In some ways, the so-called surgical strikes carried out by Indian Special Forces across the Line of Control with Pakistan in September last year saw the defence minister stepping back while the Prime Minister’s Office took the lead. Like his counterpart in the external affairs ministry, Parrikar was largely a by stander as the decisions were taken and the operational planning began.
Controversies and few deals
If Parrikar was heard, it was mostly at seminars and public talks that led to controversies. He attributed the success of the “surgical strikes” to the teachings of the Rashtriya Swayamsevak Sangh. He also likened the Indian Army to Lord Hanuman, saying that the army didn’t know its strength until they were sent on this mission. Clearly, these were avoidable and the chest beating for political mileage left the traditionally apolitical military worried and fuming.
The politicisation of the military, which started before 2014, also continued to flourish under Parrikar.
But Parrikar was also working on several incremental measures to address yawning gaps in India’s military preparedness. He shepherded a Rs 20,000 crore acquisition that saw indigenous fighter aircraft, artillery and other critical equipment being purchased to improve war fighting capabilities.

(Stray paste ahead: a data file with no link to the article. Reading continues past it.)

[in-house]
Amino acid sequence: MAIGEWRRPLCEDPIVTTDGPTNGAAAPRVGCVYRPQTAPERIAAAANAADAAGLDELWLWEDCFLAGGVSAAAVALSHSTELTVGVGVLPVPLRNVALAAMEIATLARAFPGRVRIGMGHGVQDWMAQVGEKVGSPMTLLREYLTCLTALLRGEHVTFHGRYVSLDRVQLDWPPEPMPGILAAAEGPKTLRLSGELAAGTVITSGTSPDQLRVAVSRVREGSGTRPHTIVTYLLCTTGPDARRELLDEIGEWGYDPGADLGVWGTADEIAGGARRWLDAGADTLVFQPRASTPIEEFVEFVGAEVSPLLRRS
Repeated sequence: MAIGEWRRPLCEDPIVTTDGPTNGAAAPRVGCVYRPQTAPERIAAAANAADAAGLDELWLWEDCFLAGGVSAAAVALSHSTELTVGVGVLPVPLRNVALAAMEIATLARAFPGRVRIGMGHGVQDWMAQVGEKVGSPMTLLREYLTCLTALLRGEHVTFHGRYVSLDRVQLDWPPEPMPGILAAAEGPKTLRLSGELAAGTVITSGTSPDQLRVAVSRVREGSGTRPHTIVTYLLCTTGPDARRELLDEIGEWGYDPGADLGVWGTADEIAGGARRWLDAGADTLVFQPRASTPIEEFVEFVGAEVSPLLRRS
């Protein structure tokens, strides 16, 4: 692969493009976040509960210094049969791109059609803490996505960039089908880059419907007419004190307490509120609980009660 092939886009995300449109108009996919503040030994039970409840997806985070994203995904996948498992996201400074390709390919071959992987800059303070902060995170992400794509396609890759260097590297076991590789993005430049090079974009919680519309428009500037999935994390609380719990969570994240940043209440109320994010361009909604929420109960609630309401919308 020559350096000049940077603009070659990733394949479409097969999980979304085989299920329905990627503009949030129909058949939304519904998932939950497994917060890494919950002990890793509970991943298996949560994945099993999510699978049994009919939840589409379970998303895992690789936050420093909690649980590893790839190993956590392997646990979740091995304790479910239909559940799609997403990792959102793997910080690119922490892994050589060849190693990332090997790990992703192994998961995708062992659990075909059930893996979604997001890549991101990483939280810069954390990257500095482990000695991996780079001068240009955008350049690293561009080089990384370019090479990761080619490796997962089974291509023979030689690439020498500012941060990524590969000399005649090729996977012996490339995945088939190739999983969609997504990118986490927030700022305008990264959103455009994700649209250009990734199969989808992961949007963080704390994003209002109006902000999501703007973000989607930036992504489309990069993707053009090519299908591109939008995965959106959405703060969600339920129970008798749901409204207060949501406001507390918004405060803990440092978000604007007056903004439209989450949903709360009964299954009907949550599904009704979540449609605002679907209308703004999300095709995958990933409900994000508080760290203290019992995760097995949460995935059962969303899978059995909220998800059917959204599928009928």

He set up a number of committees too look into matters ranging from wage and pension anomalies to defence purchases in a bid to make the ministry more efficient. Weapons and equipment purchases around Rs 1,50,000 crore were given Acceptance of Necessity under him, but will take another five years to fructify. But contentious issues, like the urgent need for setting up a Chief of Defence Staff to oversee all the armed forces, or overhauling of the acquisition process slipped away and clearly, Parrikar had neither the political capital or the clout to push these through.
Yes, Parrikar was a man who could have been the best defence minister in India – but in the end, he clearly wasn’t.